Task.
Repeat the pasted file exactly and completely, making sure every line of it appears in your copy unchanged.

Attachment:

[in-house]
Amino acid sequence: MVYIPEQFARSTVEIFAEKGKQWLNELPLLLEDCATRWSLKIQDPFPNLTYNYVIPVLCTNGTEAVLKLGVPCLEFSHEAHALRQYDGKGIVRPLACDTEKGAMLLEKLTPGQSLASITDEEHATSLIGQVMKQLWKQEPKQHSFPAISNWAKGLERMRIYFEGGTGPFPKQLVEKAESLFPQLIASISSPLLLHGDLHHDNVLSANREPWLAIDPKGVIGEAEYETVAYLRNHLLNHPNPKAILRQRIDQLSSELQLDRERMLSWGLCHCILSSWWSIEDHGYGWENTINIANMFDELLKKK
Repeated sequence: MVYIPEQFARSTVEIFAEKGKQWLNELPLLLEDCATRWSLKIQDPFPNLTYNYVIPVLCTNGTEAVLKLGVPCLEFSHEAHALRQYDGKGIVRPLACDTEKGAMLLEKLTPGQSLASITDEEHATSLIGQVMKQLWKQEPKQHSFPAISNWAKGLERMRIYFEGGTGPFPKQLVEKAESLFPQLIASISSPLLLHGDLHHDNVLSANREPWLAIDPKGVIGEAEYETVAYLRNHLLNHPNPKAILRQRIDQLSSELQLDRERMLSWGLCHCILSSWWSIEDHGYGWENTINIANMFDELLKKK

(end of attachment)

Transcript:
[in-house]
Amino acid sequence: MVYIPEQFARSTVEIFAEKGKQWLNELPLLLEDCATRWSLKIQDPFPNLTYNYVIPVLCTNGTEAVLKLGVPCLEFSHEAHALRQYDGKGIVRPLACDTEKGAMLLEKLTPGQSLASITDEEHATSLIGQVMKQLWKQEPKQHSFPAISNWAKGLERMRIYFEGGTGPFPKQLVEKAESLFPQLIASISSPLLLHGDLHHDNVLSANREPWLAIDPKGVIGEAEYETVAYLRNHLLNHPNPKAILRQRIDQLSSELQLDRERMLSWGLCHCILSSWWSIEDHGYGWENTINIANMFDELLKKK
Repeated sequence: MVYIPEQFARSTVEIFAEKGKQWLNELPLLLEDCATRWSLKIQDPFPNLTYNYVIPVLCTNGTEAVLKLGVPCLEFSHEAHALRQYDGKGIVRPLACDTEKGAMLLEKLTPGQSLASITDEEHATSLIGQVMKQLWKQEPKQHSFPAISNWAKGLERMRIYFEGGTGPFPKQLVEKAESLFPQLIASISSPLLLHGDLHHDNVLSANREPWLAIDPKGVIGEAEYETVAYLRNHLLNHPNPKAILRQRIDQLSSELQLDRERMLSWGLCHCILSSWWSIEDHGYGWENTINIANMFDELLKKK